What are ECAD libraries?

April 10, 2020The SnapEDA Team

ECAD libraries vs. MCAD libraries, and all the acronyms you need to know in the electronics industry!

The more time you spend exploring the electronics design industry, the more you realize how much we love our acronyms! Whether you’re just getting up to speed on the industry, or you’re an industry veteran, the sheer number of acronyms floating about can be overwhelming.

To help you untangle the madness, we’ve made this quick guide!

What is the difference between ECAD and EDA?

CAD: CAD stands for computer-aided design automation. Designers in nearly every industry use some form of CAD software to design products. Whether it’s electronics or fashion designers, they all use CAD to design their wares. Think of CAD as a general term used to describe the software which allows products to be designed on a computer. 

ECAD: ECAD stands for electronic computer-aided design. It’s the subset of CAD that deals specifically with the design of electronics. Originally, ECAD (often referred to simply as CAD) referred primarily to the software used by designers in the PCB layout or drafting departments as opposed to the design departments. But today, the industry uses the term ECAD as a way to refer to any electronics design related activities, whether it’s schematic design, simulation, or board layout.  Some popular ECAD tools include Altium, Eagle, OrCAD, Allegro, and KiCad, which are all supported on SnapEDA’s component search engine.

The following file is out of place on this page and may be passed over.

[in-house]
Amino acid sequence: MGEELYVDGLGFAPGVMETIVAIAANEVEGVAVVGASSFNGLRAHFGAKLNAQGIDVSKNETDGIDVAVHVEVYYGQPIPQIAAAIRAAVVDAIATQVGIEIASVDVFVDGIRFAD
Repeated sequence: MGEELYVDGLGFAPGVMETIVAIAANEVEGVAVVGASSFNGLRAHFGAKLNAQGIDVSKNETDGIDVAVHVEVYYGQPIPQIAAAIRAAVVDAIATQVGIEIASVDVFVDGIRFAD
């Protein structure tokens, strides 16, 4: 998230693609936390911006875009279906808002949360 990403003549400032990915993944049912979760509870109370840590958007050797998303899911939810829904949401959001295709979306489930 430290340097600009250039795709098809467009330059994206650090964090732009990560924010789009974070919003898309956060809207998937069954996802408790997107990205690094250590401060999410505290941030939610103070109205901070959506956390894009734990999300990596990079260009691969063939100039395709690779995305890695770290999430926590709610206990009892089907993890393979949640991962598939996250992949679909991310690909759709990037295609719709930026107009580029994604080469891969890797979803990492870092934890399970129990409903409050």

MCAD: MCAD stands for mechanical computer-aided design. You might be wondering why we’re discussing mechanical CAD in the electronics industry. Great question! The mechanical aspect of electronics design is extremely important, since electronics are placed inside of mechanical casings. Ensuring proper clearances, for example, between electronic components and the mechanical casing is critical. 

CAE: CAE stands for computer-aided engineering. This term isn’t used as widely today in our industry. However, it was once used to refer to the front-end design (schematic capture and simulation) as distinct from the board layout (where ECAD software would be more pertinent). 

Which brings us to…. EDA! In the 1980s the terms CAD (or ECAD) and CAE

coalesced into this one term.

EDA: Today, EDA (which stands for electronic design automation) is a synonym for ECAD. So – just like ECAD – it encompasses any aspect of the electronics design process that happens on your computer. 

When people refer to ECAD or EDA models and libraries, they’re typically referring to the same things: schematic symbols, PCB footprints and 3D models for electronic components.

We hope this primer has been helpful for you. If you have any questions about ECAD or EDA models, or need ECAD models created, our expert team of component engineers are here to help!

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